We always want to know about successful entrepreneurs, expecting some tips, some advice and some sort of shortcuts to achieve our goals. Of course, in recent years there is a tendency to look for ‘failed’ entrepreneurs so that the startups will be aware of the pitfalls that may ruin their business.

However, though the direct instructions, advice, tips and suggestions we get from our mentors save us from our misconceptions of a business, the life stories of our mentors and other entrepreneurs give us the philosophy needed to boost our morale and to set right our mindset. The biographies of great people inspire the common folks and many of us learn lessons that play a big role in our lives. Some lessons stay live in our minds and some hibernate in the sub-conscious level of our mind and popup when the right situation arises.

Dame Trelise Cooper, one of the New Zealand’s top fashion designers, is a personality who walked out of Otare State Home to receive one of the most prestigious State Titles ‘Dame Companion’. (Ms Cooper was named a ‘Member of the New Zealand Order of Merit’ in 2004 and she was elevated to Dame Companion in the same Order in 2014.)

We have not one but five important lessons to learn from Dame Trelise Cooper’s business and personal life:

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#1) To hang on and to let go: way back in late 2005, Trelise Cooper had a copyright issue with Tamsin Cooper, another New Zealand fashion designer. However, in 2007, Trelise dropped the case. This shows her presence of mind. When you understand that there is no point in fighting, you give up. There is no ‘chauvinism’ in business. There is no point in wasting money on a fight which, you know pretty well, doesn’t result in your favor or which costs you more than the profit you expect from winning.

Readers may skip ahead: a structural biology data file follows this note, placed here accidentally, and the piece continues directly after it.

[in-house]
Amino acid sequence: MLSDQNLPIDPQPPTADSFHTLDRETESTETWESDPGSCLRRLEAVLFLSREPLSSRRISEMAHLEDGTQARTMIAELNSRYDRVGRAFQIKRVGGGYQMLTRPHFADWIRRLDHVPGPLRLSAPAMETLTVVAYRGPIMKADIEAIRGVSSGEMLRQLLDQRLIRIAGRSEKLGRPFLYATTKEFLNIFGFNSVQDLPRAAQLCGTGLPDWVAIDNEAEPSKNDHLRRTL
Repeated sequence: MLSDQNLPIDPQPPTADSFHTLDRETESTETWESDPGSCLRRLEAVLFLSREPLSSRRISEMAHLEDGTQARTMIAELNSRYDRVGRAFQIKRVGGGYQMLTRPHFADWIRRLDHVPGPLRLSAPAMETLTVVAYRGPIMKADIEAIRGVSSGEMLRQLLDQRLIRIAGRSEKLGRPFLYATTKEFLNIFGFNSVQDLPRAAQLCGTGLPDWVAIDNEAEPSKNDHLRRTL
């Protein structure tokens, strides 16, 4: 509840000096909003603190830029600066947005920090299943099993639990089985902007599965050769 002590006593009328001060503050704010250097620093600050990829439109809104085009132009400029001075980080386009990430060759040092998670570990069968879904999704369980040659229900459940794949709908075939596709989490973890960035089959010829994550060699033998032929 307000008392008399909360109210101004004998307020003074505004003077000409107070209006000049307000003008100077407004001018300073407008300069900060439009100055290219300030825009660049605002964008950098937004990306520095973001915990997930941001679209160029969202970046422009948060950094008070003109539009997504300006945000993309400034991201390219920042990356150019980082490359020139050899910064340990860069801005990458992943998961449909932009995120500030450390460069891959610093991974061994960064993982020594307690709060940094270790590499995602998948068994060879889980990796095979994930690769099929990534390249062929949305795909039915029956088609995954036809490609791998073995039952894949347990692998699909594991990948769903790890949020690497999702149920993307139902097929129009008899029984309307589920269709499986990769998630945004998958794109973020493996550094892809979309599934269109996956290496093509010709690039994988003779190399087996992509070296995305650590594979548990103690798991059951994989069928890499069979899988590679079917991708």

[Ms Cooper applied this philosophy in real life, too. When things did not work out well with her first husband with whom she managed a construction business, she broke up with him and looked for something more solid. Then Trelise married Jack Cooper, a textile wholesaler, who convinced her to open an online store (Source) and managed it so well when things were down with their physical boutiques that now the online store brings in more revenue than any of the brick & mortar stores they own.]

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#2) To Keep as cool as a cucumber: in 2010, Trelise Cooper was approached to dress up the crew of Air New Zealand. She was selected from a long list of designers, and she did a great job. Gave a ‘chic’ look to the flying angels. However, there were several harsh comments and critiques regarding the airline’s new uniform. For example, some flight attendants found the new uniform not suitable for large body size and some felt they looked like ‘drag queens’ in the new outfits, and some newspapers wrote such strong words as ‘passengers go for barf bags when they see the hostesses in their new uniforms’. Trelise kept calm all along and let it pass. She had the last laugh when the crew wore the same ‘chic’ garb for four years straight and for the airline’s 75th  Anniversary–2015.

[And before that, in 2009, when Rachel Glucina, the Herald On Sunday writer, accused Trelise of showing a ripoff of London-based designer Markus Lupfer’s jersey which had the same embroidery ribbon the Cooper’s sweater design had at a Fashion Week Show, Trelise cooly made an explanation that she had got the ribbon from a supplier, and the harshest sentence she used in her warning letter to the supplier of the embroidery ribbon was “not to double-sell items because they had ‘mean’ media in New Zealand”. This shows how level-headed she is even under great pressure. ((“Trelise Cooper’s fashion tangle”; by Matt Nippert, Rachel Clucina, Sep 27, 2009 on Life & Style — nzhearald.co.nz Source)